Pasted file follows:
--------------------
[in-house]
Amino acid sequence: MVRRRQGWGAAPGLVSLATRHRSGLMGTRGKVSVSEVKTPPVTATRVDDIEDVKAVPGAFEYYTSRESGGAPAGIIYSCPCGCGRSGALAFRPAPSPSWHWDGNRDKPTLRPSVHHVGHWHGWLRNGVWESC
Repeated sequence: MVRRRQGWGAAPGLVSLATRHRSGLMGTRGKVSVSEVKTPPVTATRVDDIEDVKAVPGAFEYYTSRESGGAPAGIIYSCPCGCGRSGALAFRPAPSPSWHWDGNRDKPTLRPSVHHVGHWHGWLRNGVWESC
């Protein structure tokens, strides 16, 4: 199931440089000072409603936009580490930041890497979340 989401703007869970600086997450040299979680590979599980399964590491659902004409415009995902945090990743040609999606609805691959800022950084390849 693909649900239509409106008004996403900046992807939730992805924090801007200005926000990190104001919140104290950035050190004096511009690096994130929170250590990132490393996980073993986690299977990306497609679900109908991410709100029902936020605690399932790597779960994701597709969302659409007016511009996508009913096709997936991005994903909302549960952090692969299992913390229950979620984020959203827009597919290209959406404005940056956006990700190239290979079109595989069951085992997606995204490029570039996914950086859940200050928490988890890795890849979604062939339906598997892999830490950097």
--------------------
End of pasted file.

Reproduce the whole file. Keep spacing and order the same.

[in-house]
Amino acid sequence: MVRRRQGWGAAPGLVSLATRHRSGLMGTRGKVSVSEVKTPPVTATRVDDIEDVKAVPGAFEYYTSRESGGAPAGIIYSCPCGCGRSGALAFRPAPSPSWHWDGNRDKPTLRPSVHHVGHWHGWLRNGVWESC
Repeated sequence: MVRRRQGWGAAPGLVSLATRHRSGLMGTRGKVSVSEVKTPPVTATRVDDIEDVKAVPGAFEYYTSRESGGAPAGIIYSCPCGCGRSGALAFRPAPSPSWHWDGNRDKPTLRPSVHHVGHWHGWLRNGVWESC
């Protein structure tokens, strides 16, 4: 199931440089000072409603936009580490930041890497979340 989401703007869970600086997450040299979680590979599980399964590491659902004409415009995902945090990743040609999606609805691959800022950084390849 693909649900239509409106008004996403900046992807939730992805924090801007200005926000990190104001919140104290950035050190004096511009690096994130929170250590990132490393996980073993986690299977990306497609679900109908991410709100029902936020605690399932790597779960994701597709969302659409007016511009996508009913096709997936991005994903909302549960952090692969299992913390229950979620984020959203827009597919290209959406404005940056956006990700190239290979079109595989069951085992997606995204490029570039996914950086859940200050928490988890890795890849979604062939339906598997892999830490950097």